If only they had iPhones on the Titanic

One of the Multilingual features I enjoy is “Off The Map” by Tom Edwards. In the current issue, Tom writes about “Geopolitical correctness,” and I was reminded of Tom’s articles when I took a look at the data being used by my Accuweather iPhone app today (the app is free from the iTunes app store.)

Why, it’s using pre-Irish Independence (1922) placenames for Irish locations. I was able to find up-to-date weather information, including weather satellite maps for such places as “Kingstown” (Dún Laoghaire), “Maryborough” (Portlaoise), Philipstown (Daingean) and other distinctly er, royalist-sounding places.

Even “Queenstown” is there! That’s now called Cobh. It’s the place the Titanic called to before setting off on the final stage of its tragic journey in 1912. If only they had iPhones on board, they could not only have checked the Queenstown weather but they might have also seen the #icebergalert warning on Tweetie.

Accuweather image of Queenstown weather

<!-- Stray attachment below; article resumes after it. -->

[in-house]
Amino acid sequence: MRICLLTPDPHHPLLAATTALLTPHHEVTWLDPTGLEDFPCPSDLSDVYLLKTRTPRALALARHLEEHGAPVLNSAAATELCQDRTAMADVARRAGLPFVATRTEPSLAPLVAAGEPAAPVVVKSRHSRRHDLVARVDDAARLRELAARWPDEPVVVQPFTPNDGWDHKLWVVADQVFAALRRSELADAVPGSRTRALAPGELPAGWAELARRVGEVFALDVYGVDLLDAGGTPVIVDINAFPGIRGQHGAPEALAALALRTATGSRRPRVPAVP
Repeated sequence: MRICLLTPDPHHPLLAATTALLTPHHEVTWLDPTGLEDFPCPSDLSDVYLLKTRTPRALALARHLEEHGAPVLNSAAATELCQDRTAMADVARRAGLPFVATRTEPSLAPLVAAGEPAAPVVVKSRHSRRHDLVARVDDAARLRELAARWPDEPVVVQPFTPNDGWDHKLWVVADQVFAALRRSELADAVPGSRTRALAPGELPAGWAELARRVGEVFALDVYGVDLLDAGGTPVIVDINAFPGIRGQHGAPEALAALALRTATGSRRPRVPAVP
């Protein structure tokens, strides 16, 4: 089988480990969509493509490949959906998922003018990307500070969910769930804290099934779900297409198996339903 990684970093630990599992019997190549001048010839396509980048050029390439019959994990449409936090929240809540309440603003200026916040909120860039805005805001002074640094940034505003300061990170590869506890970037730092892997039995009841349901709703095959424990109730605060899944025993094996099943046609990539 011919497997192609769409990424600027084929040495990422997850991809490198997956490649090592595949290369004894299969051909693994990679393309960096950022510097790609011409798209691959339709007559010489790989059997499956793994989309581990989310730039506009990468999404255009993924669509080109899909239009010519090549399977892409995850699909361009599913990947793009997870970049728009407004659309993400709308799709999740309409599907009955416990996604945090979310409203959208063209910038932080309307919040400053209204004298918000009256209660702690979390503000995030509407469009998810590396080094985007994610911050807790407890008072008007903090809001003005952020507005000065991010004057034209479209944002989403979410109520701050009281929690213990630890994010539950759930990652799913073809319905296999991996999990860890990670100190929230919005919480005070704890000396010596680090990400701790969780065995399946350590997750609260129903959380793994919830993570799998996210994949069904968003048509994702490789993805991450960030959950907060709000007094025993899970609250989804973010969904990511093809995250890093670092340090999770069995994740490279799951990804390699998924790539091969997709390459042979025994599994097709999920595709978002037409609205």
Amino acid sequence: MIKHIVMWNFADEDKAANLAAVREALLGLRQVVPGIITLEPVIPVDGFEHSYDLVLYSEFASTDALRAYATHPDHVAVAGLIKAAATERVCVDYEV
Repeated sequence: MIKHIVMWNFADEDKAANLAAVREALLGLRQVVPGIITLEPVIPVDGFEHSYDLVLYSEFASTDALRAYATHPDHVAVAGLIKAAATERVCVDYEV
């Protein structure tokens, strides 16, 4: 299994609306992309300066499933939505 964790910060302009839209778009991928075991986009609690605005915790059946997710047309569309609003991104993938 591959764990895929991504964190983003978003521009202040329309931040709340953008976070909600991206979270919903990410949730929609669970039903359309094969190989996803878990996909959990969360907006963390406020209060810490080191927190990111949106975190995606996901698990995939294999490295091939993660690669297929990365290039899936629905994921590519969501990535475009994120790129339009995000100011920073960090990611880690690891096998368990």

I cannot help but wonder where the Accuweather folks got this ancient data from. It’s a major localization and cultural error. Names of places in Ireland have all kinds of political as well as cultural and historic significance.

I wouldn’t mind, but there isn’t even a “Weather Conditions for Potato Famine Imminent” alarm. At least the Accuweather people could have been historically consistent with the feature set. Maybe Tom can add this one to his list for future articles!

Ultan Ó Broin
Ultan Ó Broin (@localization), is an independent UX consultant. With three decades of UX and L10n experience and outreach, he specializes in helping people ensure their global digital transformation makes sense culturally and also reflects how users behave locally. Any views expressed are his own. Especially the ones you agree with.


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